"One day a truck came with new, young chickens. Now, I thought, they can take over the egg production and I can be free. The barn door was open and I could see the sky for the first time in my life! Why, then, were two ladies pleading with the farmer to give them some of the spent hens. Am I a spent hen? Is that a good or a bad thing? It is so hard to know with humans."

"I know exactly what you mean," said Vivien. "My farmer always said I was his favourite because I was his first chicken." She shook her feathers again as if to shake off the memory.

"Well, the two ladies bribed the farmer with something in a bottle and he said they could take twenty of us. The rest were going to be loaded into a truck to go to the factory. I don't want to go to another factory. I want to fly! I stood up as tall as I could and stretched my wings to show them how fine they were. The ladies started putting chickens in carriers. They didn't seem to care that they were sickly and dejected. They didn't even hold their tails up like a proud chicken should. Pick me, pick me I clucked as I hopped up and down in my cage!"

Kay hopped up and down on the perch as she told that part of the story and that got the young girls hopping up and down. Vivien, of course, is too dignified for hopping.

"Well, as you all know, I was picked and put in a carrier to come here."

"It was time to fly.  I ran toward the fence, flapped my wings as hard as I could and soared eight feet into the air; right up to the top of that fence!"

"I've practiced every day and taught all of you how to fly, too. Even Vivien does a grand job of flying out the coop door every morning."

"But why don't any of us fly as well as you, Kay?", asked Elizabeth. "We practice every day, too,".

"Because it's not your dream, dear. Once I lived for that dream, now I live the dream!"

That is exactly how the chickens told the story today. Or, maybe I told the story to them. 

For certain, we all agreed that you must get yourself ready, try your hardest and never, never give up on your dreams!

Thursday, 18 June 2015

Faux Cement Look For Plastic Flower Pots

It's still raining here and I suppose I should start building an ark for my next project. Luckily, I have a good start on filling it with cats and chickens.

There isn't much to show you in the yard unless you are interested in puddles, weeds and wind debris, so I thought I'd show a little faux cement planter project I did.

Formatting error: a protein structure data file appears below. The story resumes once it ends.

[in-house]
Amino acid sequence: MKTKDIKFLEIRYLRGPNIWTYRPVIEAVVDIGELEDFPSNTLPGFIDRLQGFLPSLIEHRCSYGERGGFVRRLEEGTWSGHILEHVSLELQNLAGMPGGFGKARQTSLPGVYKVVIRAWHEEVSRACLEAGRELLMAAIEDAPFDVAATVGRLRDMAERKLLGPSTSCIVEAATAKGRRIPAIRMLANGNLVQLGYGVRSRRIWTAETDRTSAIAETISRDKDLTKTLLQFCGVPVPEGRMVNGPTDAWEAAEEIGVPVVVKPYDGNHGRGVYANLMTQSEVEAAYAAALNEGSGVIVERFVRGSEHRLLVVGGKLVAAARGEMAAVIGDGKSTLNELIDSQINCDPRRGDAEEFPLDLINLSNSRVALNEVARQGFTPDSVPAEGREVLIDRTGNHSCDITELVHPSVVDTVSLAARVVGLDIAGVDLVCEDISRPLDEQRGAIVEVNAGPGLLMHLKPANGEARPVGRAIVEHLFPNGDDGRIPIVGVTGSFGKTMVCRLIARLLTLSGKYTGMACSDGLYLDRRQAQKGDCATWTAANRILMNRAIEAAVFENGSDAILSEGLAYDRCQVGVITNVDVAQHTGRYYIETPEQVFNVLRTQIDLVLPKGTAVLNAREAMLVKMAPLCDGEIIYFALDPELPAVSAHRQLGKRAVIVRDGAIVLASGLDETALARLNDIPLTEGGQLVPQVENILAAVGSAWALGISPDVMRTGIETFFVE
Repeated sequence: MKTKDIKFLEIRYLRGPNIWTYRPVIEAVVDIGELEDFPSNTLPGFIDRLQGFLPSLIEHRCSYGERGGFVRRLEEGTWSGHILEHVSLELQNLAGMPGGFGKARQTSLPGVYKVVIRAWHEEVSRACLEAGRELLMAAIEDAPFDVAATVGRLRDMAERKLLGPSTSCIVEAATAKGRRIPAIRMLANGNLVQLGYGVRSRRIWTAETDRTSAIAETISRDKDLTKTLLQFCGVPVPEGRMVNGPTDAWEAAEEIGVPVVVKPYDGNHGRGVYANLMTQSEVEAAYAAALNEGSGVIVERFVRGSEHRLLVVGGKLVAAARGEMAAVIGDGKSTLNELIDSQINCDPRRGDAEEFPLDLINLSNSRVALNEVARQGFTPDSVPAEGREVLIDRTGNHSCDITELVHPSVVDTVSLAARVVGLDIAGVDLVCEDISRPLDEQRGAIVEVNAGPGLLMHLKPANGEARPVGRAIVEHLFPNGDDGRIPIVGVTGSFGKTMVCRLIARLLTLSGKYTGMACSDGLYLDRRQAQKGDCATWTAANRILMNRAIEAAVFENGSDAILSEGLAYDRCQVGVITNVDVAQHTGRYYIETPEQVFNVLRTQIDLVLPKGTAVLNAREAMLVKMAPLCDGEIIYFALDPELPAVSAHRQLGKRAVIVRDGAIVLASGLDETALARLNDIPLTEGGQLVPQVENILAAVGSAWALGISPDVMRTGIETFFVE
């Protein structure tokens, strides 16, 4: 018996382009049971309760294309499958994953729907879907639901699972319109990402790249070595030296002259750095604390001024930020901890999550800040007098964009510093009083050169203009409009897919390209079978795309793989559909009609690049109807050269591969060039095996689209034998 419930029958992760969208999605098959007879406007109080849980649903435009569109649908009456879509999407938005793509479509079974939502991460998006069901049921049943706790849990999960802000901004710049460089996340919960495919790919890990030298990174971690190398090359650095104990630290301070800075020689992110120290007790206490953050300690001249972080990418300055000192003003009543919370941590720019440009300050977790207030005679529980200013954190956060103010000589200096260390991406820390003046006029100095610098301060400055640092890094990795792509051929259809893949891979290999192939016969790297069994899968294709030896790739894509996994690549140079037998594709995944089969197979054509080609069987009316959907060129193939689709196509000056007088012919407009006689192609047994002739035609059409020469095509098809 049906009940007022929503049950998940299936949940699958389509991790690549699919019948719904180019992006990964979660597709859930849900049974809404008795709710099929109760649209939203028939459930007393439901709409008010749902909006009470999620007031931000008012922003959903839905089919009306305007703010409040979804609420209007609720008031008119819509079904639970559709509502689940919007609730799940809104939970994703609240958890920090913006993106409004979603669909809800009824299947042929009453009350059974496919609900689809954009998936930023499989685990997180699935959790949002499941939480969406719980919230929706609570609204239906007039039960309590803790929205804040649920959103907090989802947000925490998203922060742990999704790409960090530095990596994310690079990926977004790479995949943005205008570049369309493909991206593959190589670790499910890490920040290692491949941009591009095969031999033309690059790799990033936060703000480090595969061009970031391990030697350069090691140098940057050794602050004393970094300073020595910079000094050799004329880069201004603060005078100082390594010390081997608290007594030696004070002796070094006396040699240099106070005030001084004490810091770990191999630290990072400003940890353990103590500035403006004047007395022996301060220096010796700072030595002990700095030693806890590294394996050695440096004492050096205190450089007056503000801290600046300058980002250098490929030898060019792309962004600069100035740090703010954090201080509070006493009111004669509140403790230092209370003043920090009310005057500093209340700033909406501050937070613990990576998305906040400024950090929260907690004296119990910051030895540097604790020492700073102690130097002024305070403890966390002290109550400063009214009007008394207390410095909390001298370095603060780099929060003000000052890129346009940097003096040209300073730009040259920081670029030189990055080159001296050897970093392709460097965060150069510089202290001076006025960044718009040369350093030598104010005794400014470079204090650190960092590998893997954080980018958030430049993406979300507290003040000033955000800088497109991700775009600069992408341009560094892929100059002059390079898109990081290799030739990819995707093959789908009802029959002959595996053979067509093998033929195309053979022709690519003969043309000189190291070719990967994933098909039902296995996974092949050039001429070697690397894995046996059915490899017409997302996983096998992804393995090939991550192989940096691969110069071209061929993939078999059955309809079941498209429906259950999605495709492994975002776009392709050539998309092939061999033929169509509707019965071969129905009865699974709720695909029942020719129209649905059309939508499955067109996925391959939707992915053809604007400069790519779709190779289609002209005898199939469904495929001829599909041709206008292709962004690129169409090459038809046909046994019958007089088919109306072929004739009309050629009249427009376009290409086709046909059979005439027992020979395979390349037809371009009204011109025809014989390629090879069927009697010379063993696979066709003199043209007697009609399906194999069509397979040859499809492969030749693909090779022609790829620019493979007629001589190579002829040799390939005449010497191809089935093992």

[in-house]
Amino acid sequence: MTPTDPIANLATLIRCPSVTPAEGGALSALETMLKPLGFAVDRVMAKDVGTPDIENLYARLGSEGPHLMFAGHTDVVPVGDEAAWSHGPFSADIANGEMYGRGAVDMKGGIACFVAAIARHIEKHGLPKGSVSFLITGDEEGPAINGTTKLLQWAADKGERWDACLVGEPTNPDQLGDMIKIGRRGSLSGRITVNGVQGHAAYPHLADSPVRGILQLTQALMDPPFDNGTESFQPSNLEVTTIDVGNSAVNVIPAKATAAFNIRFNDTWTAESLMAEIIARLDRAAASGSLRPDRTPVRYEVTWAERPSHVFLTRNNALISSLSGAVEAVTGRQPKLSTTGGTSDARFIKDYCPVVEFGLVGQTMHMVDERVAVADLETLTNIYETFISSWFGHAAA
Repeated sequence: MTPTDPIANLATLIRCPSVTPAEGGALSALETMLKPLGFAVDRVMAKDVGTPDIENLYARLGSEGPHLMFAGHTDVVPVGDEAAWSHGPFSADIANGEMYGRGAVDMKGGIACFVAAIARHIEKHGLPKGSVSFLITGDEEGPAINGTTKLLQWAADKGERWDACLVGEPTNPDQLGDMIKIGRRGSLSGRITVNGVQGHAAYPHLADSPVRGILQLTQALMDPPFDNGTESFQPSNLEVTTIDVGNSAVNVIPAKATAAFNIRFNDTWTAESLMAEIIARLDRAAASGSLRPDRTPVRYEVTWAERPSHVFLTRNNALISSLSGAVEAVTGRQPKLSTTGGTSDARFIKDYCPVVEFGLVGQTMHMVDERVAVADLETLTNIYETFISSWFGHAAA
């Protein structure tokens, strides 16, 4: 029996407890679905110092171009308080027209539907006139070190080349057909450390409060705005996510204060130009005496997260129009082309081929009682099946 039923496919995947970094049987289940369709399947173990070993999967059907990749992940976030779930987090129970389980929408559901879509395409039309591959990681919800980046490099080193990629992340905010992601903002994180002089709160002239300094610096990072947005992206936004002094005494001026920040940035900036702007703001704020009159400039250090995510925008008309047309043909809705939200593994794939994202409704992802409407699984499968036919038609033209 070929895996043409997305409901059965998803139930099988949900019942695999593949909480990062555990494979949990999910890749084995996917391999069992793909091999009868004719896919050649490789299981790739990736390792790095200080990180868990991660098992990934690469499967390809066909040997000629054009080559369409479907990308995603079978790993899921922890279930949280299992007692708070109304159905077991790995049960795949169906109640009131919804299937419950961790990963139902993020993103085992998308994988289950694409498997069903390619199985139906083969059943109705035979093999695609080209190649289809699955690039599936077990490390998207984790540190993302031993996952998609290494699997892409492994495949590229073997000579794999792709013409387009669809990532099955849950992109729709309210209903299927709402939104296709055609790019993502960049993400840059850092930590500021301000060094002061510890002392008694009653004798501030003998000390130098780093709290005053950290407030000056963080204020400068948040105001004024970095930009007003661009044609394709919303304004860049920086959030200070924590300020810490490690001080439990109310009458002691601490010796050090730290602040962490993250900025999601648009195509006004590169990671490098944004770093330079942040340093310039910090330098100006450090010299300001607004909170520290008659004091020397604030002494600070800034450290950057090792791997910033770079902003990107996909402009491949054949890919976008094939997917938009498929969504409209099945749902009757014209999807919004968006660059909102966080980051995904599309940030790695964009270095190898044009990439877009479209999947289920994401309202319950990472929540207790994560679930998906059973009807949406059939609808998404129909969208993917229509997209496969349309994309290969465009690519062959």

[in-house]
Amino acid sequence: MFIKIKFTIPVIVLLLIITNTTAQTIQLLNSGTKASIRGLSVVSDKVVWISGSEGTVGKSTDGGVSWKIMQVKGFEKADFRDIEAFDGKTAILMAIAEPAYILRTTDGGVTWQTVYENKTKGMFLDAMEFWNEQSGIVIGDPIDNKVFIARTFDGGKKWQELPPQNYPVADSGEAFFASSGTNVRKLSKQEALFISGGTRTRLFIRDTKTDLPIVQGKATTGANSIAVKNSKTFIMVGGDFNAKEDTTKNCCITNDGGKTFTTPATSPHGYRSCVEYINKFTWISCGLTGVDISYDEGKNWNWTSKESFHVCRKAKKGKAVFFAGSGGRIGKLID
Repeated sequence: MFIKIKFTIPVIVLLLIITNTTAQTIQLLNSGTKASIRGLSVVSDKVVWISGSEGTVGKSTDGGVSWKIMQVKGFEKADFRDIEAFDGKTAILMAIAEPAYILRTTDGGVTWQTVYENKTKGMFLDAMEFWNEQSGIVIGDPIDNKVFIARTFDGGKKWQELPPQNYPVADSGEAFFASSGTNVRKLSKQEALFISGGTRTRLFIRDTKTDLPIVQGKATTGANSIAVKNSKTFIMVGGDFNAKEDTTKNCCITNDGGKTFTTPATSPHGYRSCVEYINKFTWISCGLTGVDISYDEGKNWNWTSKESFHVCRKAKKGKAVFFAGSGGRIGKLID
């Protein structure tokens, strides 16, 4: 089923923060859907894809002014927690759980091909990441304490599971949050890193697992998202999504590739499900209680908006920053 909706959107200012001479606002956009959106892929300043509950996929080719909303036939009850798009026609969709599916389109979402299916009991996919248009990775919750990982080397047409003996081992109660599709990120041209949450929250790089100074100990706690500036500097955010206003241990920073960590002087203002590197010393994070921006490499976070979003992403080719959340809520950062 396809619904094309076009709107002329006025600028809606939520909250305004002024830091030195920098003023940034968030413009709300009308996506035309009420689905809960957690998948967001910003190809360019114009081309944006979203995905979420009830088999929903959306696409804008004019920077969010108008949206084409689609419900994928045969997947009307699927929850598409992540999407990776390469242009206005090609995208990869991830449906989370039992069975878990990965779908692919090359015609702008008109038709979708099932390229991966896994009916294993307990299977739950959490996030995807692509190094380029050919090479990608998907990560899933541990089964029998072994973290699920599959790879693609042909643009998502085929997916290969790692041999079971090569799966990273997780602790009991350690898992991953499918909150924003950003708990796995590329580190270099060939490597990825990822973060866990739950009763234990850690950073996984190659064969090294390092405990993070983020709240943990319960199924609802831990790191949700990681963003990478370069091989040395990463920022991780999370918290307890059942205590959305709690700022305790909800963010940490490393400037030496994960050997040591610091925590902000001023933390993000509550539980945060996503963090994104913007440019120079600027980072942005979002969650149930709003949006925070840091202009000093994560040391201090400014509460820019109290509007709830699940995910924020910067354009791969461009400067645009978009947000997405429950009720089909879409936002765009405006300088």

Last year a friend gave me a bay laurel tree. Really, it was just a teeny, weenie stick with two leaves sprouting from the top. It has to come indoors for the winter and, since I have absolute faith it will grow into an actual tree, needed a big pot to hold it.

It looked a little lost in the big pot so I planted some basil around it. It's growing ever so much better now that it's outside and the cats aren't chewing on the leaves!

Of course, buying a new pot just isn't my style. I had a perfectly good one, with a built-in drip tray, that would do fine with a bit of a paint makeover.

Here's the sad before picture. ~

This is the kind of paint project that benefits from a slapdash kind of treatment. It will look more authentic if you don't fuss over how you are applying the paint.

Latex paint stands up well outdoors and adheres well without primer on any plastic that has weathered enough to become porous.  I've had it last for years on plastic patio furniture.

Start daubing on grey and taupe latex paint and try to get it on a little thicker in some areas for texture. ~

Keep layering paint until there's fair coverage of the pot. Then, cover it overall with a light grey. I used Benjamin Moore Silver Fox for the all over coat. When applying the overall coat of paint, lift the brush slightly when you come to the daubed sections and let bits of colour show through.

Carry the paint over to the inside as far as your soil line will be. ~

Don't worry if it looks too dark or light in spots. You can add daubs of colour wherever it is too light and dry brush light paint on anyplace it looks too dark. Honestly, it's impossible to mess up this project!

To give the pot a look of age, I daubed shades of green on in spots to simulate moss. ~